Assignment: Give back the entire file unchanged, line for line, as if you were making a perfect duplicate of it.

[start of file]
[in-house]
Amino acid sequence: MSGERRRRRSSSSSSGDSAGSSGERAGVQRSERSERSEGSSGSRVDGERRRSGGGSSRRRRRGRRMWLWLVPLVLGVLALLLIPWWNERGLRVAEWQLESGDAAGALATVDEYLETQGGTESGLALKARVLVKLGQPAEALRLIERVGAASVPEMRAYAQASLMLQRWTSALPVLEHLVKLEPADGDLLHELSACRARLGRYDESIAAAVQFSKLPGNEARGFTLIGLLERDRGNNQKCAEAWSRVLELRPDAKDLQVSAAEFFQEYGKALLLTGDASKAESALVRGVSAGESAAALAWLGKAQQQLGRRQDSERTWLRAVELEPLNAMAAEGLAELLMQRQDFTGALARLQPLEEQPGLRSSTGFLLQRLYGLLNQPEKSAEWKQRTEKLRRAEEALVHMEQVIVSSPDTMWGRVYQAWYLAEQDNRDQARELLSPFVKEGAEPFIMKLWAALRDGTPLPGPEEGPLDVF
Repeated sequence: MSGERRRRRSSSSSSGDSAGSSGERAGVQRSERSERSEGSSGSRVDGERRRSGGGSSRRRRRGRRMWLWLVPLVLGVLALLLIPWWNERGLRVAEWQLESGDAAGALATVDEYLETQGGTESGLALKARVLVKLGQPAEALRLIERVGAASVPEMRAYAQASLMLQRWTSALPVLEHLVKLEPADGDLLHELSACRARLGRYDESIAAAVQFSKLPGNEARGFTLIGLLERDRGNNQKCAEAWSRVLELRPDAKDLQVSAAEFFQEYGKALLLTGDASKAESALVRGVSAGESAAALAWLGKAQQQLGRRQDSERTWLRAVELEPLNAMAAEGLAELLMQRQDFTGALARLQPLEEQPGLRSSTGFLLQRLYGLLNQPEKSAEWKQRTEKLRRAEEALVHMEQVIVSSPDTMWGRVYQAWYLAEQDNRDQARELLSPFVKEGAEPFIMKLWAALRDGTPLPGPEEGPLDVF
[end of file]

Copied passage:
[in-house]
Amino acid sequence: MSGERRRRRSSSSSSGDSAGSSGERAGVQRSERSERSEGSSGSRVDGERRRSGGGSSRRRRRGRRMWLWLVPLVLGVLALLLIPWWNERGLRVAEWQLESGDAAGALATVDEYLETQGGTESGLALKARVLVKLGQPAEALRLIERVGAASVPEMRAYAQASLMLQRWTSALPVLEHLVKLEPADGDLLHELSACRARLGRYDESIAAAVQFSKLPGNEARGFTLIGLLERDRGNNQKCAEAWSRVLELRPDAKDLQVSAAEFFQEYGKALLLTGDASKAESALVRGVSAGESAAALAWLGKAQQQLGRRQDSERTWLRAVELEPLNAMAAEGLAELLMQRQDFTGALARLQPLEEQPGLRSSTGFLLQRLYGLLNQPEKSAEWKQRTEKLRRAEEALVHMEQVIVSSPDTMWGRVYQAWYLAEQDNRDQARELLSPFVKEGAEPFIMKLWAALRDGTPLPGPEEGPLDVF
Repeated sequence: MSGERRRRRSSSSSSGDSAGSSGERAGVQRSERSERSEGSSGSRVDGERRRSGGGSSRRRRRGRRMWLWLVPLVLGVLALLLIPWWNERGLRVAEWQLESGDAAGALATVDEYLETQGGTESGLALKARVLVKLGQPAEALRLIERVGAASVPEMRAYAQASLMLQRWTSALPVLEHLVKLEPADGDLLHELSACRARLGRYDESIAAAVQFSKLPGNEARGFTLIGLLERDRGNNQKCAEAWSRVLELRPDAKDLQVSAAEFFQEYGKALLLTGDASKAESALVRGVSAGESAAALAWLGKAQQQLGRRQDSERTWLRAVELEPLNAMAAEGLAELLMQRQDFTGALARLQPLEEQPGLRSSTGFLLQRLYGLLNQPEKSAEWKQRTEKLRRAEEALVHMEQVIVSSPDTMWGRVYQAWYLAEQDNRDQARELLSPFVKEGAEPFIMKLWAALRDGTPLPGPEEGPLDVF